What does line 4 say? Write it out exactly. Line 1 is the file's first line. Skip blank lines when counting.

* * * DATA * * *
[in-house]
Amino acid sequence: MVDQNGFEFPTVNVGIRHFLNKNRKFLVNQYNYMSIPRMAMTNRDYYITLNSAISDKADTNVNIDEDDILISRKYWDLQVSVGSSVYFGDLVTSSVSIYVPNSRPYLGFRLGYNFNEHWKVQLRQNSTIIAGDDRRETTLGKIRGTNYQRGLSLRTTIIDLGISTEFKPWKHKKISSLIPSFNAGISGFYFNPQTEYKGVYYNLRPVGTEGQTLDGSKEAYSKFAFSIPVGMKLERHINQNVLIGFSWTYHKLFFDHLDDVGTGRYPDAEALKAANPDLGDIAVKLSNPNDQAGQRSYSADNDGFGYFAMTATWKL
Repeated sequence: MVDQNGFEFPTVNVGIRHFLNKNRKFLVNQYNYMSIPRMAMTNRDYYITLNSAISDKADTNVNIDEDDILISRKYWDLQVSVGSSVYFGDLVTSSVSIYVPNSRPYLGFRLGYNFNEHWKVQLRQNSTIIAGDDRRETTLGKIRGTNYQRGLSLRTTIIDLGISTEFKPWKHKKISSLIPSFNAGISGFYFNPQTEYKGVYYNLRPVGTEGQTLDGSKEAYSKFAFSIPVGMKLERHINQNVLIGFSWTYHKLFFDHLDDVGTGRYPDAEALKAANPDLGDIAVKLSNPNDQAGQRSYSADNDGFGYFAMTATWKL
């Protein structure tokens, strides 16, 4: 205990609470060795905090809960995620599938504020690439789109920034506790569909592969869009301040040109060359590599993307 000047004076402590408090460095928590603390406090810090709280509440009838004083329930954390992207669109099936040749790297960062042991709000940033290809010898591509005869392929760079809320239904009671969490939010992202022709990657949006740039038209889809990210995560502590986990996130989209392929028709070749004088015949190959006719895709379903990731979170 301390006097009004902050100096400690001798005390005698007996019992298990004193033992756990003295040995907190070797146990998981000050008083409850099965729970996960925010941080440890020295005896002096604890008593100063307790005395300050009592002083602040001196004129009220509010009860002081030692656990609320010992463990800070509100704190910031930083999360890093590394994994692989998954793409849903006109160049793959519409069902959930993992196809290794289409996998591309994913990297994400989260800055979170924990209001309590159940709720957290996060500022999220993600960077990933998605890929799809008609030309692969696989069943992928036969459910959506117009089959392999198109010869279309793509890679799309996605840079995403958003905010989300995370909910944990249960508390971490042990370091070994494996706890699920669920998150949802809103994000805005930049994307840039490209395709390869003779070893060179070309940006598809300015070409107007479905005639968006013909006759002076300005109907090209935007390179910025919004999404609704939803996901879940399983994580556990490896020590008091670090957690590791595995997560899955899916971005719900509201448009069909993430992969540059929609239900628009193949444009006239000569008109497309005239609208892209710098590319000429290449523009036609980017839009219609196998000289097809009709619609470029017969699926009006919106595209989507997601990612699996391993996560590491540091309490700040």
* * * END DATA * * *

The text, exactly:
């Protein structure tokens, strides 16, 4: 205990609470060795905090809960995620599938504020690439789109920034506790569909592969869009301040040109060359590599993307 000047004076402590408090460095928590603390406090810090709280509440009838004083329930954390992207669109099936040749790297960062042991709000940033290809010898591509005869392929760079809320239904009671969490939010992202022709990657949006740039038209889809990210995560502590986990996130989209392929028709070749004088015949190959006719895709379903990731979170 301390006097009004902050100096400690001798005390005698007996019992298990004193033992756990003295040995907190070797146990998981000050008083409850099965729970996960925010941080440890020295005896002096604890008593100063307790005395300050009592002083602040001196004129009220509010009860002081030692656990609320010992463990800070509100704190910031930083999360890093590394994994692989998954793409849903006109160049793959519409069902959930993992196809290794289409996998591309994913990297994400989260800055979170924990209001309590159940709720957290996060500022999220993600960077990933998605890929799809008609030309692969696989069943992928036969459910959506117009089959392999198109010869279309793509890679799309996605840079995403958003905010989300995370909910944990249960508390971490042990370091070994494996706890699920669920998150949802809103994000805005930049994307840039490209395709390869003779070893060179070309940006598809300015070409107007479905005639968006013909006759002076300005109907090209935007390179910025919004999404609704939803996901879940399983994580556990490896020590008091670090957690590791595995997560899955899916971005719900509201448009069909993430992969540059929609239900628009193949444009006239000569008109497309005239609208892209710098590319000429290449523009036609980017839009219609196998000289097809009709619609470029017969699926009006919106595209989507997601990612699996391993996560590491540091309490700040």